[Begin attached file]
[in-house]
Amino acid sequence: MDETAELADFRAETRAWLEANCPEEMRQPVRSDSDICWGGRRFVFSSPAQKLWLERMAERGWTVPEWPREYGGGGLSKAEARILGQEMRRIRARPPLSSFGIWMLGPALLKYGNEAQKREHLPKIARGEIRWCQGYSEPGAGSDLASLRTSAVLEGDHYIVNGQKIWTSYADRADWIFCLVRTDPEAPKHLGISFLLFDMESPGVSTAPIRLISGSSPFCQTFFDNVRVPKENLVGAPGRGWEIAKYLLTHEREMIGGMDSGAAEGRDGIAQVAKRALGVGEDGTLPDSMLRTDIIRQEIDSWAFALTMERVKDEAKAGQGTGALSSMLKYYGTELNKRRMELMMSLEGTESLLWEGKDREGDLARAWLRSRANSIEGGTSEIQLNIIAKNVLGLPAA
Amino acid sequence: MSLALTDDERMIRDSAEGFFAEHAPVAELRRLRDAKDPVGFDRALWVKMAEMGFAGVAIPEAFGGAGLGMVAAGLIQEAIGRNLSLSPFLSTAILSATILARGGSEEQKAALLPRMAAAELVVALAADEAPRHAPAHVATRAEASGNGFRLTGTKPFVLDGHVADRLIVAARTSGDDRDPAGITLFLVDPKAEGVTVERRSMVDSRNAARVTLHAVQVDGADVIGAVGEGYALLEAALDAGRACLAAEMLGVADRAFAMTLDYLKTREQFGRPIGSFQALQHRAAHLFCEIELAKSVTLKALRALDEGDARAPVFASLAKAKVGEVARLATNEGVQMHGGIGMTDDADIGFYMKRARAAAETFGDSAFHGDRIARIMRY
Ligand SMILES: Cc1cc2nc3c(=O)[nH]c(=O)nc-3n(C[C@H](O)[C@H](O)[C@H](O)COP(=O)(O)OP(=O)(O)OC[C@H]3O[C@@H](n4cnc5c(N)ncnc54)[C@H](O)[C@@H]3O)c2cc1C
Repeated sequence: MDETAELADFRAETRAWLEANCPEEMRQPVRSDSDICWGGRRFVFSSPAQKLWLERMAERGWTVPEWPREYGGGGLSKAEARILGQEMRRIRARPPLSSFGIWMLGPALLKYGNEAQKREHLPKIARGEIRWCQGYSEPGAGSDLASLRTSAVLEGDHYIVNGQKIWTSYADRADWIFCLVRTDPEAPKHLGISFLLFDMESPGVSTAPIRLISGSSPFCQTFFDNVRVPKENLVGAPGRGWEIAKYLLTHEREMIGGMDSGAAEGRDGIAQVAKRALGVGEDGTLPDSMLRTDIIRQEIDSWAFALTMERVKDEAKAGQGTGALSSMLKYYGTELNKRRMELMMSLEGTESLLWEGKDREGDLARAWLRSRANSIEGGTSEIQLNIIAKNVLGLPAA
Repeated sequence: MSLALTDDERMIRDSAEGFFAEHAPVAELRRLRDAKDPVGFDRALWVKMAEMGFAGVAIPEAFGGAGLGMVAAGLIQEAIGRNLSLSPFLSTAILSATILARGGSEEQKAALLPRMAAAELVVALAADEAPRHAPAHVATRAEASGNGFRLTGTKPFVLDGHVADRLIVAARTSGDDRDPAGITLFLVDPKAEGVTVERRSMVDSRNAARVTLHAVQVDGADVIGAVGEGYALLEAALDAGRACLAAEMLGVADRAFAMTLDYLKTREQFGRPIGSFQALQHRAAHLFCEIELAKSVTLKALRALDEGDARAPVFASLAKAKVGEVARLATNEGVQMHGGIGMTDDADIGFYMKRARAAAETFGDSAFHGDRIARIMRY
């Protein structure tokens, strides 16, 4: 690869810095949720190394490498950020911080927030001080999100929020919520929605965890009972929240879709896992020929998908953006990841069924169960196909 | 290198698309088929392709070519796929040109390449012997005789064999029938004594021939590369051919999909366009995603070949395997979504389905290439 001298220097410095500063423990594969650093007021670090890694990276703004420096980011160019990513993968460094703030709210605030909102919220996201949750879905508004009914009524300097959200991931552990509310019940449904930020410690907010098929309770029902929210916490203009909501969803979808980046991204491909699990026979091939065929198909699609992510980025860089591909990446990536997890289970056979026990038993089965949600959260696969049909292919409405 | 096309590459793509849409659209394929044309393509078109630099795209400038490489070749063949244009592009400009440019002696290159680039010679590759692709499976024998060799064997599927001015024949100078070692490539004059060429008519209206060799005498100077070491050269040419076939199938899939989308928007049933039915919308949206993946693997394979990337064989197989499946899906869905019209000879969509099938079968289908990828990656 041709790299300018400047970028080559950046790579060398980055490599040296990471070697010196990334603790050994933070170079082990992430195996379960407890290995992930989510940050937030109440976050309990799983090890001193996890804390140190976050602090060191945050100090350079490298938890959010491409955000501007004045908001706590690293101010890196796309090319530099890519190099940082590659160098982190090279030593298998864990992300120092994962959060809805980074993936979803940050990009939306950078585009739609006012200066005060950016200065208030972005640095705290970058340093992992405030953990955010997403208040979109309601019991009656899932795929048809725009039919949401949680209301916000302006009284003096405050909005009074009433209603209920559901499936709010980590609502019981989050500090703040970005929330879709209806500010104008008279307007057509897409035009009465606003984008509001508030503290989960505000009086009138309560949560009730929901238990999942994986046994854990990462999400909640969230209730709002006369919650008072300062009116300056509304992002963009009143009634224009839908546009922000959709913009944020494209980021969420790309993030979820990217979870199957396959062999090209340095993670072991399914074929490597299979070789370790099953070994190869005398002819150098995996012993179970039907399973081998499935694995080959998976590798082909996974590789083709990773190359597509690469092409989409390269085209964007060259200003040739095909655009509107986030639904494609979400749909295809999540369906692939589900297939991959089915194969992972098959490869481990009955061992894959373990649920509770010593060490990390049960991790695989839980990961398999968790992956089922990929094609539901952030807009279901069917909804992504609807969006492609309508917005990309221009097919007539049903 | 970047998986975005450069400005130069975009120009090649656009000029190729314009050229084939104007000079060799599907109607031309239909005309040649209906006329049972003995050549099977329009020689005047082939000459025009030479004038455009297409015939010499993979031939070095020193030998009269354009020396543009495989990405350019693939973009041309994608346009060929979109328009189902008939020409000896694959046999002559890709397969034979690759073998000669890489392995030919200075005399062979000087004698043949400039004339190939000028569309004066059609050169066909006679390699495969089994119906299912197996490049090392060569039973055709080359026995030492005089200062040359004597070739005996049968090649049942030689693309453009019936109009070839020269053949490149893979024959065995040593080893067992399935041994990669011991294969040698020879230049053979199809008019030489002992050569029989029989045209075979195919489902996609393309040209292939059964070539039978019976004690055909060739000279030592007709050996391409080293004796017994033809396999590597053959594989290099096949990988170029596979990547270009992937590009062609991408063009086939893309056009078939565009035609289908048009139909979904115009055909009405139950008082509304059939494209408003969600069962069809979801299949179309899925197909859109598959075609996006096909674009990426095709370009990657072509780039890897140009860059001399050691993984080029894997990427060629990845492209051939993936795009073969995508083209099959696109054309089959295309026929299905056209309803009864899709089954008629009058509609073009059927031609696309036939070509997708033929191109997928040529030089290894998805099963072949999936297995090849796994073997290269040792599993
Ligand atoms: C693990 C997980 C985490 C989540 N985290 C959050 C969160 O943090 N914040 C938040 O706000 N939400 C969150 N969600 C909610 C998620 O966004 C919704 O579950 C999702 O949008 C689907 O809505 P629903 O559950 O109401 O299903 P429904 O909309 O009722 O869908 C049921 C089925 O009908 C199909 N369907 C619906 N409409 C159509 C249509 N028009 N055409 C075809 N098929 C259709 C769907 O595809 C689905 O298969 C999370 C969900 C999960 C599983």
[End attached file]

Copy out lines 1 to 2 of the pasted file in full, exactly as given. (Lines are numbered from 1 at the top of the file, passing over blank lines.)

[in-house]
Amino acid sequence: MDETAELADFRAETRAWLEANCPEEMRQPVRSDSDICWGGRRFVFSSPAQKLWLERMAERGWTVPEWPREYGGGGLSKAEARILGQEMRRIRARPPLSSFGIWMLGPALLKYGNEAQKREHLPKIARGEIRWCQGYSEPGAGSDLASLRTSAVLEGDHYIVNGQKIWTSYADRADWIFCLVRTDPEAPKHLGISFLLFDMESPGVSTAPIRLISGSSPFCQTFFDNVRVPKENLVGAPGRGWEIAKYLLTHEREMIGGMDSGAAEGRDGIAQVAKRALGVGEDGTLPDSMLRTDIIRQEIDSWAFALTMERVKDEAKAGQGTGALSSMLKYYGTELNKRRMELMMSLEGTESLLWEGKDREGDLARAWLRSRANSIEGGTSEIQLNIIAKNVLGLPAA